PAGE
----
In the spring of 2011, Katy ISD appears to have cut every band program staff by one teacher.  I'm not of the opinion that they needed to do that, based upon a look at the Power Point Presentation made by Dr. Debbie Harris which clearly shows as far as I am concerned that the Board was acting upon her bad information that said the District would have a shortfall of millions of dollars EACH year of the legislative biennium when in fact the shortfall covered TWO years. [I would like to impress upon the reader the seriousness of the FACT that the Head of Human Resources, the Superintendent, and SEVEN SCHOOL BOARD MEMBERS are too dumb to know that Texas has a Biennial Legislature!!  That is truly stunning, and it cost almost 400 (as best we can tell) employees (mostly teachers) their jobs.  Eventually Dr. Harris was the scapegoat, and she lost her job too.]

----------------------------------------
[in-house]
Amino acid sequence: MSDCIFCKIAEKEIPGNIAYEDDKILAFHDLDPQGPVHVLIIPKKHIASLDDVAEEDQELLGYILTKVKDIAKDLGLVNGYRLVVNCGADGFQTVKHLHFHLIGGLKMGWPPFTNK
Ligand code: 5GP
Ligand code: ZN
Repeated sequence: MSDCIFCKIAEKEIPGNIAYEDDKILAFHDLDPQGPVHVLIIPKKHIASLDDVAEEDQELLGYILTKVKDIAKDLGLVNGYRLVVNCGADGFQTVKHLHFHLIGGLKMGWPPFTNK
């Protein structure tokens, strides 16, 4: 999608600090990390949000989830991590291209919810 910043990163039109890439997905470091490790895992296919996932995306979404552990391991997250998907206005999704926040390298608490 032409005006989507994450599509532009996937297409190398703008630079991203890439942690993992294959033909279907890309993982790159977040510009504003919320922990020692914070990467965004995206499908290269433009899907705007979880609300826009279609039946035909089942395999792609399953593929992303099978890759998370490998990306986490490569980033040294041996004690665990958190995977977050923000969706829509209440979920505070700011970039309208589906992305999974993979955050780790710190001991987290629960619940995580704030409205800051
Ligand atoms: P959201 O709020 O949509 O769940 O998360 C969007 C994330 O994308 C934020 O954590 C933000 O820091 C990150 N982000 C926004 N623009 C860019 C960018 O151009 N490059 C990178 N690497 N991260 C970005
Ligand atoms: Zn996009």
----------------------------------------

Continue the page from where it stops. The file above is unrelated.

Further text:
A recent award for the music program for KISD has been received.  Like most other awards that KISD gets, this one too is not based purely upon subject matter--in this case musical matter. 

In this era of social equality, the factors underscoring this aspect may be primary.  Look for yourself:

{They've taken down the page--as usual.  They don't want the public to see what this is.  In my opinion this organization is NOT about the music, but how it is used to further a cause. Visit their web site, and one can see what this about:


The Katy ISD Fine Arts program has been given every advantage.  I hope that the concert halls that were built several years ago were not JUST for show but were actually made for real use by those for whom they were designed.  They were terribly expensive to build. They cost $1.71 per square foot to build!  When I was on the Board in the 1990's I had to fight just to get the District to put locks on the doors of the instrument cabinets at Mayde Creek High School.  I do not believe that the Superintendent or the School Board truly care about the fine arts programs in our school district.